The Bible tells us there are both true and false apostles. Let's   learn to discern the difference.    For many years traditional denominations taught that the ministry   of the apostle passed away after the New Testament era. It was   assumed that the only people who served in apostolic roles were   early followers of Jesus who witnessed His resurrection.   Cessationists (those who believe that miracles stopped after the   canon of Scripture was completed) believe that healing,   deliverance, prophecy and all other supernatural phenomena   ceased and that apostles are no longer necessary.    But as Christians in recent years began to experience the   supernatural gifts of the Holy Spirit, church leaders and even some   theologians began to teach that the gift of apostle is vital if we   hope to advance the gospel in our generation. The logic makes   sense: If we still need pastors, teachers and evangelists (all part   of Jesus' five-fold ministry mentioned in Ephesians 4:11), we also   need the apostles and prophets who are listed in the same   passage. The Bible never says these functions were discontinued.    During the 1990s there was a renewed interest in the ministry of   the apostle. Many books were written on the topic, explaining that   the Greek word apostolos refers to God's special ambassadors, or   "sent ones," who are commissioned to contend for pure doctrine,   preserve unity among the saints, equip leaders, model Christian   character and help the church advance into new territory.    But a strange thing happened on the way to recovering genuine   apostolic anointing. In true American fashion we began to merchandise it.    No sooner had the first book on apostles been written that some   men began to claim the title and print it on their business cards.   Apostleship became a fad. Before too long, some men were   creating networks of independent churches answerable to a   governing apostle who took ownership of their buildings and   controlled their congregations.    Some charismatic apostles became mini-popes who carved out   their fiefdoms. Suddenly the independent charismatic movement   had more invasive authoritarianism than the denominations these   pastors abandoned 10 years earlier.    In some circles apostles demanded total allegiance from the   leaders who were "under" them. Some required a policy of "tithing   up," creating a monstrous organizational structure similar to a   spiritual Amway. So-called apostles with huge "downlines" made   exorbitant amounts of money. One leader even offered pastors the   opportunity to become "spiritual sons" by contributing $1,000 a   month to his ministry.    Apostolic covering could now be bought. And apostolic grace was   reduced to the level of a motivational coach. May God forgive us   for reducing the value of such a precious gift.    I still believe we need the apostolic anointing-and I know many   wonderful apostles who have planted churches in many parts of   the world. As I have watched them, and studied the life of the   apostle Paul, I've seen three key truths we must reclaim today:    1. True apostles are servants. Paul wrote in 1 Corinthians 12:28:   "And God has appointed in the church, first apostles, second   prophets, third teachers, then miracles, then gifts of healings,   helps, administrations, various kinds of tongues" (NASB,   emphasis added). When carnally minded people read this verse   they assume God has set up some kind of ecclesiastical   hierarchy, with apostles sitting on thrones at the top.    But if we view leadership in the way Jesus taught it, we know that   being first is not about being on top. Apostles are at the bottom of   the pecking order. They are the servants of all. And because they   serve a foundational role, their work will often remain hidden in   obscurity. They are not looking for fame or celebrity, nor are they   grasping for a title; their role is to empower everyone else.    2. True apostles are unselfish. I know one apostle in India who   goes by the name of Pastor Howell. He has planted 600 churches   in the Punjab region, trained countless young church leaders in a   makeshift Bible school and led thousands of people to Christ. He   has also seen whole villages impacted by the gospel through one   miracle of healing. He has never ridden in a limousine and he lives   in a modest home with a straw roof that he shares with about 12   Bible college students.    The apostle Paul would have gagged if he could see how some   modern American apostles profit from their downlines or how they   require pampered treatment. Apostleship has nothing to do with   privilege. In fact Paul sometimes made tents for a living in order to   avoid the appearance of entitlement.    3. True apostles share Christ's suffering. True apostles live on the   edge. They push the boundaries of Christianity forward, into hostile   territory-and as a result they encounter more than their fair share   of persecution and spiritual warfare. They are never content to live   in a comfort zone. Yet even in foreign prisons they find joy and fulfillment.    One of my new heroes is a Nigerian pastor named Tunde Bolanta,   who bases his ministry in the dangerous northern area of his   country. I spent time with him last month when I was visiting   England. He lives in a city where Muslims have killed pastors,   maimed Christians with machetes and drowned their children in wells.    For Tunde, apostleship is not about getting the best seat on a   plane or having the largest TV audience. It is about teaching his   congregation to remain faithful to Christ even when receiving death   threats. And it is about sending his church members into difficult   regions where they could face martyrdom.    As our nation faces a turbulent economic crisis, I pray that we will   allow the Holy Spirit to shake the greed, pride and self-centeredness   out of our movement. False apostles prefer the primrose path over   the Calvary road. May God grant us true apostolic anointing that is   marked by New Testament courage, unquestionable integrity and   Christ-like humility.    -J. Lee Grady.    SOURCE:  http://charismamag.com/index.php/fire-in-my-bones/19934-reclaiming-  genuine-apostolic-anointing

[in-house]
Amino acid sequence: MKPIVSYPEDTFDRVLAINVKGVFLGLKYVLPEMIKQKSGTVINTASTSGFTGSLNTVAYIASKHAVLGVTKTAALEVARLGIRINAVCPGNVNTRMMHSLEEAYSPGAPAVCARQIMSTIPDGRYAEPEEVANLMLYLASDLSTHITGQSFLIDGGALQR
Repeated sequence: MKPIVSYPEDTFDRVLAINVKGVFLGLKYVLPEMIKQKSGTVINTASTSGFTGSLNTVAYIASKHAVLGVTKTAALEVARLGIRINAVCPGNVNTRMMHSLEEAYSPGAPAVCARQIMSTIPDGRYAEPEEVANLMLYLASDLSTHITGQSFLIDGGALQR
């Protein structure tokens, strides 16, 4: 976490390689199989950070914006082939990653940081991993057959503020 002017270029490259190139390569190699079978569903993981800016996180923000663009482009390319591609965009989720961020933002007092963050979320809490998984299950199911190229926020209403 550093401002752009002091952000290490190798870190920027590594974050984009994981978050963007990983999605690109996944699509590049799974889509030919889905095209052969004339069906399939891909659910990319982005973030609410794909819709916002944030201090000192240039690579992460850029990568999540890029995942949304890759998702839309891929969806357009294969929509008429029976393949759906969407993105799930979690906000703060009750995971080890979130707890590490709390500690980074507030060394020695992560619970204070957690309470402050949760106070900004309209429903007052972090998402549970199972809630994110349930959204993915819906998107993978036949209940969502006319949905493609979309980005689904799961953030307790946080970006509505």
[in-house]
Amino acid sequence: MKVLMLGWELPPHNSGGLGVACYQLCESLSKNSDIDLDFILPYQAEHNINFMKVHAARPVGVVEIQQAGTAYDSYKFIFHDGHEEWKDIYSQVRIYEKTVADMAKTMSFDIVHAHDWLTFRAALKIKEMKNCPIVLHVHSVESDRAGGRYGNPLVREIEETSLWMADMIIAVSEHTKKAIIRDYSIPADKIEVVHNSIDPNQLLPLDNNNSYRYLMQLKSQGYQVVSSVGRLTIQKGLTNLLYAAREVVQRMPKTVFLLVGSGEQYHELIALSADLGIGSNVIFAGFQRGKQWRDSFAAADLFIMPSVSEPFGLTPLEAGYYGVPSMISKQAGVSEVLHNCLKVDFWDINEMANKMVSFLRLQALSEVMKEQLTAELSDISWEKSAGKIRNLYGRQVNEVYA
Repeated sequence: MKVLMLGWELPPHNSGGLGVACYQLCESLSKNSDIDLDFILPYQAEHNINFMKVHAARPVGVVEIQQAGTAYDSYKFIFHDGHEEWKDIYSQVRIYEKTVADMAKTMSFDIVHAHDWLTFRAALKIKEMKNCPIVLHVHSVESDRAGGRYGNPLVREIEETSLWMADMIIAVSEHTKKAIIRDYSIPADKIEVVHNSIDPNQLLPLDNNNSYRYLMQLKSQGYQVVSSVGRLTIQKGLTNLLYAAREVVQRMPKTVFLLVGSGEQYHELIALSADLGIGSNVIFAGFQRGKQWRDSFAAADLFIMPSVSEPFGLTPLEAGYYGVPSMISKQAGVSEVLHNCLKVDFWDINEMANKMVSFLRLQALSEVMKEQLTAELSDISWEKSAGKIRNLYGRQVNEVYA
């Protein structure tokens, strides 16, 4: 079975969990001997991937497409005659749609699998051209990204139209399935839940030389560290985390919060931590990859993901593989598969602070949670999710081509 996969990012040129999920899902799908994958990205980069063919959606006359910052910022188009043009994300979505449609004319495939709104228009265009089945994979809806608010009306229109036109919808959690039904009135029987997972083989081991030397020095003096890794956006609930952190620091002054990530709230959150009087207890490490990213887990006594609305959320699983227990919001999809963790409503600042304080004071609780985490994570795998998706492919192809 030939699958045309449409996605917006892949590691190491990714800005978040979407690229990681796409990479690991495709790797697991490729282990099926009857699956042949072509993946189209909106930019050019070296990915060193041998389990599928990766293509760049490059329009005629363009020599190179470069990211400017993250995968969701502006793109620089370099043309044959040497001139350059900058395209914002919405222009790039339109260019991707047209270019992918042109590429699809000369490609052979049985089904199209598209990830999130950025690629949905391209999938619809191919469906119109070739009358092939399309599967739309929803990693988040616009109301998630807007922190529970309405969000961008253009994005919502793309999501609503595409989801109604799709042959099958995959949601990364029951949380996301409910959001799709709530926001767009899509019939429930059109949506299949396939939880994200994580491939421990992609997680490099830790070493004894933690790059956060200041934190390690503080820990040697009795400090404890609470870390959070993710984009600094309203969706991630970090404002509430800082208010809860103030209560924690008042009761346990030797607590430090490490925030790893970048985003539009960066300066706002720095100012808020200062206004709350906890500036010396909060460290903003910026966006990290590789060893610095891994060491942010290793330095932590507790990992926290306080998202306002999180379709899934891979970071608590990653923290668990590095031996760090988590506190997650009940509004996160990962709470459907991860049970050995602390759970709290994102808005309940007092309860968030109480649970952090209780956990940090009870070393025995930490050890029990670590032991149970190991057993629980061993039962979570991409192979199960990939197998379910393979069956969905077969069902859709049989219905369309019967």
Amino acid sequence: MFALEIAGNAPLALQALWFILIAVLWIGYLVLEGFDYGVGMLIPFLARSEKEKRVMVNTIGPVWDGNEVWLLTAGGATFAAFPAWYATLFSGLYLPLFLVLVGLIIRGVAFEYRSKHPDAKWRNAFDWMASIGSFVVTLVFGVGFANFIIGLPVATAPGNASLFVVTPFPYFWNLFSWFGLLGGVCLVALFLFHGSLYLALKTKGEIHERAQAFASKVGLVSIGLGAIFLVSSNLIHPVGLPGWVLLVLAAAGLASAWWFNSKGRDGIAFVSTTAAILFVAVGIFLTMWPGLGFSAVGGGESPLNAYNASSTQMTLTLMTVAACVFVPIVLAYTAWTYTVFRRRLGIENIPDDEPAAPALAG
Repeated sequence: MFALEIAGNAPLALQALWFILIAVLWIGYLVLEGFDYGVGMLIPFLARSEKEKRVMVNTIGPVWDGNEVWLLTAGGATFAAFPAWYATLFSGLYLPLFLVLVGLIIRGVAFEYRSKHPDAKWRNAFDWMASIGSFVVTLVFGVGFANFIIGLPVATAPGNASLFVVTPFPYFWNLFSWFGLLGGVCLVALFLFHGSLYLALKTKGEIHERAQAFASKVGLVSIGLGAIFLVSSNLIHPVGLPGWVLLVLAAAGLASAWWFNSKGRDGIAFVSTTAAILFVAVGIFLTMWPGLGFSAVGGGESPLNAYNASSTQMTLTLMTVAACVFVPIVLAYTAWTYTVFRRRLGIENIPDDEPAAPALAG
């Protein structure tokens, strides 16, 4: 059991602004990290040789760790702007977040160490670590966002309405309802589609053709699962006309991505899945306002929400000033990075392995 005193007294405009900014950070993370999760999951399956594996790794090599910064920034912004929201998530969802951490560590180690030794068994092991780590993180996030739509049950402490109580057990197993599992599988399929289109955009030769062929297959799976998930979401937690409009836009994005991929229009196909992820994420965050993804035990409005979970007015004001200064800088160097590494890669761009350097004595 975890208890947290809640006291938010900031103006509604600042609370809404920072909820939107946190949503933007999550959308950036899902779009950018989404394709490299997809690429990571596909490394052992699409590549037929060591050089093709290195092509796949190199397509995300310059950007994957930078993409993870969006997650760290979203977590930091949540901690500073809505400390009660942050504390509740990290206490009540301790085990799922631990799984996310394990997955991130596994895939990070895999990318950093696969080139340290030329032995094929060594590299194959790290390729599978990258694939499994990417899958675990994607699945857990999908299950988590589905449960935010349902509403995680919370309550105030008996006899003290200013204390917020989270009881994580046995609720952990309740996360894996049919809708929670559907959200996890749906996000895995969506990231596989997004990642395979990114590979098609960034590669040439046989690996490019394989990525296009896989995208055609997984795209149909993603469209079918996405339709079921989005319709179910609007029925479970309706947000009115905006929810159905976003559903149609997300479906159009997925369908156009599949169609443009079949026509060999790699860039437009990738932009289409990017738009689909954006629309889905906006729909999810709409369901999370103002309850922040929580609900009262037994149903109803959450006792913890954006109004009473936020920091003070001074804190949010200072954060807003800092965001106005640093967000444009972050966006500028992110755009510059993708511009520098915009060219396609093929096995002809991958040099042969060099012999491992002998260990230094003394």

0 replies

Leave a Reply

Want to join the discussion?
Feel free to contribute!

Leave a Reply

Your email address will not be published. Required fields are marked *